How to Pixelize Images in Blender

These five screencaps will show Blender users how to make their images or renders look pixelated, like old video game sprites, and, then, how to animate that pixelization effect. The challenge of animating them was solved very quickly by Olson, of, in mere minutes.

Making a still image pixelized in Blender is very easy, requiring only three Nodes in the compositor. What they do is first shrink the image down to a tiny size, and then just re-inflate it. The Node in the middle, “Pixelated”, is necessary because, without it, Blender seems to nullify the first node where it is shrunk down:

Now, though, let’s say that you want to animate that effect, so that it goes from pixelated to high-resolution. Superficially, this would seem very easy: Just take the two Scale values from our Transform Nodes above, and then animate them. But, this is where I ran into a problem…

The reason that this weird problem occurs is because of the difference in the ranges between the two Scale values, as shown here:

But no worries! I explained my problem to Olson of, and he quickly used his sharp Englishman’s mind to create a solution…[See following post.]


Olson added three Nodes which control the range of the growing and shrinking. First, he used a Value Node and only Keyframed that, which allows the subsequent Nodes to work off the exact same value. This Value Node is the primary one you handle, afterward.

After the Value Node comes two Math Nodes: Multiply and Divide. These obviously take the figures from that Value Node, and then grow it and shrink it, respectively (as the Value Node goes from 1 to 10, in this example).

Again, we are at a point which will be satisfactory for many people, and so the meat and potatoes is done. But there is one other detail which might bother some: the speed of the transition. Keyframing the Value Node generates the standard, blended, Bezier Curve transition from 1 to 10. You’ll notice that this causes the pixelization to become indiscernible very quickly. This is no problem at all, of course, since Blender allows easy control of the rate of change in values in the Graph Editor:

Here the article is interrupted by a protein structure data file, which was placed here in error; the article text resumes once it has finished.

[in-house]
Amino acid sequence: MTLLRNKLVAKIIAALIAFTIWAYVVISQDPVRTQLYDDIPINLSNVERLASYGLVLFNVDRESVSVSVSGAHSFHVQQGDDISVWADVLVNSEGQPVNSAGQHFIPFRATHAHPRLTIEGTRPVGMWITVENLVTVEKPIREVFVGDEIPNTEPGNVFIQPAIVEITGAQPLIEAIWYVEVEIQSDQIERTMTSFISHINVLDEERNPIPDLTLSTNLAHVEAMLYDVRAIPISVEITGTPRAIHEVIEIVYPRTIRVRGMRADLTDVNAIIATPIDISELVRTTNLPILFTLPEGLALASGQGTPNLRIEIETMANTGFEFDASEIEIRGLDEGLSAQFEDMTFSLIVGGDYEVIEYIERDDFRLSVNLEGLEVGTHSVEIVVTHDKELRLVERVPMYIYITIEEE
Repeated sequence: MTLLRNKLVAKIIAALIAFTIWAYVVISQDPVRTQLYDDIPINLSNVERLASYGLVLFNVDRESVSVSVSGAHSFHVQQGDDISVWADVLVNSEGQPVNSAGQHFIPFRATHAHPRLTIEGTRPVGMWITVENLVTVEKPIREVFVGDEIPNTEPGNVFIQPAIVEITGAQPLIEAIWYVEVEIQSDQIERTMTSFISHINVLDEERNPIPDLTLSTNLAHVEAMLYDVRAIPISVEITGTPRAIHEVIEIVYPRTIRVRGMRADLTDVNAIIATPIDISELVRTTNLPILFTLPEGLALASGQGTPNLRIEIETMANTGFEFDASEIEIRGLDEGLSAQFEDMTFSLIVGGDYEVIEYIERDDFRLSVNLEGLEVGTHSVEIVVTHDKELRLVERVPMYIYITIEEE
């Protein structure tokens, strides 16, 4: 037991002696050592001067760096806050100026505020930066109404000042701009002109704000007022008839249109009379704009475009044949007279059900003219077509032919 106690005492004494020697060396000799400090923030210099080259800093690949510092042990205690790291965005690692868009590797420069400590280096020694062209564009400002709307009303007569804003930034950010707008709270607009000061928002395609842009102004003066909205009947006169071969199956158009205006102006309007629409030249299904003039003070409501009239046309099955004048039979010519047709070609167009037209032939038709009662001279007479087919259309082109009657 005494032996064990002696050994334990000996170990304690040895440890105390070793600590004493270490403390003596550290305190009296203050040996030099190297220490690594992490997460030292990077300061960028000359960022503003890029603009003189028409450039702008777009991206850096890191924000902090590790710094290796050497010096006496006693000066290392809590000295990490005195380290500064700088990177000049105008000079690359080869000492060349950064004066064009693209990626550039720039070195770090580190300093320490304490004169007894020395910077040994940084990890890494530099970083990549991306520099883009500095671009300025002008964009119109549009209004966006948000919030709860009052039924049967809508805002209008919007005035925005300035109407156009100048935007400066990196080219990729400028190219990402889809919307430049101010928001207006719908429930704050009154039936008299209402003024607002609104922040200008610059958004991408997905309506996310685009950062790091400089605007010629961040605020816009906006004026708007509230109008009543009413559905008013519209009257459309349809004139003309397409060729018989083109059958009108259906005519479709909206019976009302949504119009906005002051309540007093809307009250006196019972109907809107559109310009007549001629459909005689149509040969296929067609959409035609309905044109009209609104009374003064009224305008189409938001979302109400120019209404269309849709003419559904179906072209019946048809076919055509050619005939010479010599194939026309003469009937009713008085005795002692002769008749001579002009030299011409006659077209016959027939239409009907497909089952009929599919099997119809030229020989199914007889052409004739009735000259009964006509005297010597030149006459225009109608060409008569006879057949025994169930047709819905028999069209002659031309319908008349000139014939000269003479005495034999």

So that’s it. Not too hard, and once you do it once, you shouldn’t have difficulty in the future. (Plus, it is always good to reinforce understanding of the Math Node, which is very useful.) Great thanks again to Olson for his solution.

I always wondered what pixilize did! Great thread its a sweet solution.

No problem, 3PE. (Especially for you, considering how much I learned from your VSE tutorials.)

Now I can simulate bad compression artifacts! Yippee!

Thanks for posting this! I didn’t know how it worked.

Here’s a simplified version of Olson’s solution that fixes the symmetry problem without having to modify the curves:
Eliminate the divide node so the animated scaling value plugs directly into the scale of the 2nd transform node, change the multiply node to divide and change the 1st value from 0.1 to 1.